Why every student’s vote counts on Election Day
The act of juggling work, school and family obligations leaves many students feeling like they don't have time to take part in the political process. But political science experts say it is critical for students to do their civic duty and cast their ballots on Election Day.
“People are busy paying bills or taking care of their children or parents or working or whatever the case may be, so there is not a lot of time to be a citizen; which is sort of ironic,” observed Craig Dicker, a faculty member in the College of Humanities and Sciences and the College of Education at University of Phoenix. “Because, really, that is their most important job. Without the citizen piece, nothing else matters because nothing else is there. It has a significant impact on every single thing that happens to you every minute of every day, whether you realize it or not. We live in a country that requires its citizens to be involved.”
Voting behavior helps determine what issues are addressed by legislators, according to Dicker. Politicians pay more attention to the groups they know will show up to the polls on Election Day, which means the issues pertinent to one demographic will get more play than those concerning another group that votes in smaller numbers. Dicker says this is why the government spends so much time focused on certain issues, while appearing to ignore others.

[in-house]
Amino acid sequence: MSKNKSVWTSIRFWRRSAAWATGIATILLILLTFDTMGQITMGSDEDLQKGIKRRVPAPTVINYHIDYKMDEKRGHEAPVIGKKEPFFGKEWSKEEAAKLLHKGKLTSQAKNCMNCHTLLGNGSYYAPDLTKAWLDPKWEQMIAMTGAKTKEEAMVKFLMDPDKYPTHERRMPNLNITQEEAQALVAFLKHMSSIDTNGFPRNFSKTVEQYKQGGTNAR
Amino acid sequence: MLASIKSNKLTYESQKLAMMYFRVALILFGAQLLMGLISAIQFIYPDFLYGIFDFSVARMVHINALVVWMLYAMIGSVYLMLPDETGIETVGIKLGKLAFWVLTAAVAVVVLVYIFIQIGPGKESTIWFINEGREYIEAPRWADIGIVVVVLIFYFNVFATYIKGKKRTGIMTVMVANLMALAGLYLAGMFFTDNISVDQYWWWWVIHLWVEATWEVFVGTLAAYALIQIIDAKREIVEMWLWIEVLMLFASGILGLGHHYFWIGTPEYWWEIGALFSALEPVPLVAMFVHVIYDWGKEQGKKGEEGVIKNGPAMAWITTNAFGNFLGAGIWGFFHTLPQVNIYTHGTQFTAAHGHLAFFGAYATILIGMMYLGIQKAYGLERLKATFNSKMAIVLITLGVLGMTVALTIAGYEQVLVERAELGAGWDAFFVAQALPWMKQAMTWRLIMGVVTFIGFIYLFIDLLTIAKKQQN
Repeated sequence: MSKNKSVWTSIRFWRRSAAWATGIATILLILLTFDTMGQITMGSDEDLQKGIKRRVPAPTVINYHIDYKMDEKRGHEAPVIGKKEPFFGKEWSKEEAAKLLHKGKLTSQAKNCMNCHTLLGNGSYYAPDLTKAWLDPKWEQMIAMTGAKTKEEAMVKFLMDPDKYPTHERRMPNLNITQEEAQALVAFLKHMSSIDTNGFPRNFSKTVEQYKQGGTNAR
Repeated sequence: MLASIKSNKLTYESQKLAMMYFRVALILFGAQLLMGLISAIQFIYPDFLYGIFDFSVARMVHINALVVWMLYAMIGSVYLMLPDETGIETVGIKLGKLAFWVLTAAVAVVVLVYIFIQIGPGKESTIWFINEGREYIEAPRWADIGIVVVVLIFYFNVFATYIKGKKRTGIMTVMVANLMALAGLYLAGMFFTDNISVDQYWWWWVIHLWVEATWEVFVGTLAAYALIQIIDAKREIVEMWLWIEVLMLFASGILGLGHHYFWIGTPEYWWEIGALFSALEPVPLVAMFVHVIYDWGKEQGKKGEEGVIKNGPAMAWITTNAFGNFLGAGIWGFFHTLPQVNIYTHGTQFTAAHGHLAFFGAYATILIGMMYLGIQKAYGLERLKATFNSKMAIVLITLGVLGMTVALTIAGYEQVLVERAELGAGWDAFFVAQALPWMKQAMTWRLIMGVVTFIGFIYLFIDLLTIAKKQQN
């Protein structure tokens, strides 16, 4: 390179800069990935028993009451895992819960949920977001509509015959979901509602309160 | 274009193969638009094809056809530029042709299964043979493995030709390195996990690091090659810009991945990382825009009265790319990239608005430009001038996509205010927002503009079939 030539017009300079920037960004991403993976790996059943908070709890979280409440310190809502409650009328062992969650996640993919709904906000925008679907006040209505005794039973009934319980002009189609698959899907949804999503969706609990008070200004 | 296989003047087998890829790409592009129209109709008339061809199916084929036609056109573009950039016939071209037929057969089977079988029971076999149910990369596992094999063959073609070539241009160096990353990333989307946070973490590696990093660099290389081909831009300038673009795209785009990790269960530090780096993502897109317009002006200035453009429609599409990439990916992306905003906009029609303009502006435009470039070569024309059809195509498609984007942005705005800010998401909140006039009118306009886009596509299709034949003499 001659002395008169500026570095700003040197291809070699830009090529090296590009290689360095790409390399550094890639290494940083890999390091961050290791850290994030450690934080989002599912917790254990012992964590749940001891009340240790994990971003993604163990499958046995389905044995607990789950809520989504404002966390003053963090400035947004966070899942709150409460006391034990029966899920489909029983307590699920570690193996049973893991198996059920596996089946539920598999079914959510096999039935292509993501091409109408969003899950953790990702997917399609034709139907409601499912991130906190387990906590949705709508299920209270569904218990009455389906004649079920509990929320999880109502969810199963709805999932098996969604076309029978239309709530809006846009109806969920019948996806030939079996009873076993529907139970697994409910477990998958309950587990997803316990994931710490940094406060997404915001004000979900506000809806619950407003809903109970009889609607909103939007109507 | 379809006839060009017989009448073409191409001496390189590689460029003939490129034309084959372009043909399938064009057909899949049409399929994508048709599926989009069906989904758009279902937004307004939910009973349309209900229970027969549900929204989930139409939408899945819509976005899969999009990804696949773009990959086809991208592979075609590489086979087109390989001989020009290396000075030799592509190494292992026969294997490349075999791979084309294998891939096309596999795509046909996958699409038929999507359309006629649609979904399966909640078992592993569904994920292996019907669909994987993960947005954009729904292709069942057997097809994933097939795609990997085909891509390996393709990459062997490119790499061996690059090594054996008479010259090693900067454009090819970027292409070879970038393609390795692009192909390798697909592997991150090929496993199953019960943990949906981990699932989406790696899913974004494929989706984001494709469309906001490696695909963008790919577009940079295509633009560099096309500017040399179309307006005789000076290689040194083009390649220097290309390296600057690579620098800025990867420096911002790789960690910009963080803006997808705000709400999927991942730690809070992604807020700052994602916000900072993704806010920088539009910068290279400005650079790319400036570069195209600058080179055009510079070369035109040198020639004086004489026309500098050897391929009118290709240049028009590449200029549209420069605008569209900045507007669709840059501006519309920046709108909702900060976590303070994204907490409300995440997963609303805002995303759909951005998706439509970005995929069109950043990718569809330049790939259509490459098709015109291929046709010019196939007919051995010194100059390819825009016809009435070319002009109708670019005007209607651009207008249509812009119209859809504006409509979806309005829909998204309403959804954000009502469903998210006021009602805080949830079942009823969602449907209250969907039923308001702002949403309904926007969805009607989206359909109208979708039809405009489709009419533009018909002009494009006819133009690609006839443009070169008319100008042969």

“For young people and students, the only way they are going to change that dynamic is by getting out, voting and requiring that politicians respond to their demands,” he said. Dicker adds that issues like education, student loans and the environment, which tend to be important to students, are largely "back burner issues" in Washington.
“Even though politicians may talk about them a lot during campaigns — relative to the way that our government spends money — they matter almost not at all,” he said. “And that will only change if politicians understand that those issues matter to the people who are putting them in office.”
In addition to the reward of seeing choice issues under serious consideration by legislators, Dicker says simply having the right is another key reason to vote.
“If you look around the world even today, there are people who are oppressed, uninformed and can't vote,” said Dicker. “We have more access to impact our government than we have arguably ever had before, however small it might be, and we have so much more than anybody else on this planet.”